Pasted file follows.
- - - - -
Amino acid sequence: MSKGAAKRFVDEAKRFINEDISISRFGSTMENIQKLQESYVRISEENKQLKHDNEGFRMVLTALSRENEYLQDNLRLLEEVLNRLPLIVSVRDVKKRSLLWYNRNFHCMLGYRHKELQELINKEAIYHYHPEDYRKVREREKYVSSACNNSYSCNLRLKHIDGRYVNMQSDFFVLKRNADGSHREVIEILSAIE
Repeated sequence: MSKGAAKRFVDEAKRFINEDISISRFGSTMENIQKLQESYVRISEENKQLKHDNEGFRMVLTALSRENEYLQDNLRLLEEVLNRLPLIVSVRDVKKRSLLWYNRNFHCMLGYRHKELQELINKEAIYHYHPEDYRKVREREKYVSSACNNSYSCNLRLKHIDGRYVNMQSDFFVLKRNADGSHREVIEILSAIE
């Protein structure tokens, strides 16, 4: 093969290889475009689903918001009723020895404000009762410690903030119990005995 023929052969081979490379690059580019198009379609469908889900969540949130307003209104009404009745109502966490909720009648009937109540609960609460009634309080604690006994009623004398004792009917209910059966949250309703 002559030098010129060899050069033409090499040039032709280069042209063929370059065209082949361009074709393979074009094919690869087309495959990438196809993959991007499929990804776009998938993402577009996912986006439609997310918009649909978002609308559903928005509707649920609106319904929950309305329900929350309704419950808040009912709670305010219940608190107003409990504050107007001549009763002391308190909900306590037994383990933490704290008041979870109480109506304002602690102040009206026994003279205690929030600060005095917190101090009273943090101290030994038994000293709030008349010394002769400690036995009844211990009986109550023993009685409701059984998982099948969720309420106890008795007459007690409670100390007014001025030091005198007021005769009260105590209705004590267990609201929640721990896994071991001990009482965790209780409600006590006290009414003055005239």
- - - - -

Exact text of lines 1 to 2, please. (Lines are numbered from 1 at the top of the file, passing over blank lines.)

Amino acid sequence: MSKGAAKRFVDEAKRFINEDISISRFGSTMENIQKLQESYVRISEENKQLKHDNEGFRMVLTALSRENEYLQDNLRLLEEVLNRLPLIVSVRDVKKRSLLWYNRNFHCMLGYRHKELQELINKEAIYHYHPEDYRKVREREKYVSSACNNSYSCNLRLKHIDGRYVNMQSDFFVLKRNADGSHREVIEILSAIE
Repeated sequence: MSKGAAKRFVDEAKRFINEDISISRFGSTMENIQKLQESYVRISEENKQLKHDNEGFRMVLTALSRENEYLQDNLRLLEEVLNRLPLIVSVRDVKKRSLLWYNRNFHCMLGYRHKELQELINKEAIYHYHPEDYRKVREREKYVSSACNNSYSCNLRLKHIDGRYVNMQSDFFVLKRNADGSHREVIEILSAIE